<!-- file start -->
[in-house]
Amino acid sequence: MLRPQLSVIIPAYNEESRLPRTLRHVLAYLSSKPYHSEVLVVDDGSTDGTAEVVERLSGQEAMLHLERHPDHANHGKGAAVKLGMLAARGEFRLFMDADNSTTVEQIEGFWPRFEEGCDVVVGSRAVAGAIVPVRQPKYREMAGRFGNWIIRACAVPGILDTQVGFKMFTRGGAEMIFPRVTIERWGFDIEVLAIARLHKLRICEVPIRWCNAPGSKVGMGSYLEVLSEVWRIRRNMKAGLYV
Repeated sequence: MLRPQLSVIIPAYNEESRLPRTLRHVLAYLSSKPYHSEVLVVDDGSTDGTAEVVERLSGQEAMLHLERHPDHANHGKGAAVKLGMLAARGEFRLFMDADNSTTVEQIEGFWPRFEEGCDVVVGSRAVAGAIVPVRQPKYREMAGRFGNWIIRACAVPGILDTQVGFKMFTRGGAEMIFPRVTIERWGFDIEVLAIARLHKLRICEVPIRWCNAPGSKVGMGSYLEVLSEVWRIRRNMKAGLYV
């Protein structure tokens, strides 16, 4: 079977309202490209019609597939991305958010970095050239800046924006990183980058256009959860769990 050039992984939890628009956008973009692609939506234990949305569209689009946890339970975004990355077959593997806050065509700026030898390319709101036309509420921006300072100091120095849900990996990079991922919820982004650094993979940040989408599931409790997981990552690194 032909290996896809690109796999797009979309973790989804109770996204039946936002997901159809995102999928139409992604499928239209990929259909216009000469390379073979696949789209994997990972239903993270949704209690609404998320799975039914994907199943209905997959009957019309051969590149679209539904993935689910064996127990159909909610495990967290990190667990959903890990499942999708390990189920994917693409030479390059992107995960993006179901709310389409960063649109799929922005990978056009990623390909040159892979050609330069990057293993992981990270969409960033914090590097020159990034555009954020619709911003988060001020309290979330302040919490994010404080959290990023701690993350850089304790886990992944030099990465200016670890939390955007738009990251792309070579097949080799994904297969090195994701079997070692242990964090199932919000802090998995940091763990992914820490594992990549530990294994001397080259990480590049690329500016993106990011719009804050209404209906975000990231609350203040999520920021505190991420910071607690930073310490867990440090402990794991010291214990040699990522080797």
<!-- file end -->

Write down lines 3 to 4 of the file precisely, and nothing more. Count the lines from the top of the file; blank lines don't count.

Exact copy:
Repeated sequence: MLRPQLSVIIPAYNEESRLPRTLRHVLAYLSSKPYHSEVLVVDDGSTDGTAEVVERLSGQEAMLHLERHPDHANHGKGAAVKLGMLAARGEFRLFMDADNSTTVEQIEGFWPRFEEGCDVVVGSRAVAGAIVPVRQPKYREMAGRFGNWIIRACAVPGILDTQVGFKMFTRGGAEMIFPRVTIERWGFDIEVLAIARLHKLRICEVPIRWCNAPGSKVGMGSYLEVLSEVWRIRRNMKAGLYV
């Protein structure tokens, strides 16, 4: 079977309202490209019609597939991305958010970095050239800046924006990183980058256009959860769990 050039992984939890628009956008973009692609939506234990949305569209689009946890339970975004990355077959593997806050065509700026030898390319709101036309509420921006300072100091120095849900990996990079991922919820982004650094993979940040989408599931409790997981990552690194 032909290996896809690109796999797009979309973790989804109770996204039946936002997901159809995102999928139409992604499928239209990929259909216009000469390379073979696949789209994997990972239903993270949704209690609404998320799975039914994907199943209905997959009957019309051969590149679209539904993935689910064996127990159909909610495990967290990190667990959903890990499942999708390990189920994917693409030479390059992107995960993006179901709310389409960063649109799929922005990978056009990623390909040159892979050609330069990057293993992981990270969409960033914090590097020159990034555009954020619709911003988060001020309290979330302040919490994010404080959290990023701690993350850089304790886990992944030099990465200016670890939390955007738009990251792309070579097949080799994904297969090195994701079997070692242990964090199932919000802090998995940091763990992914820490594992990549530990294994001397080259990480590049690329500016993106990011719009804050209404209906975000990231609350203040999520920021505190991420910071607690930073310490867990440090402990794991010291214990040699990522080797």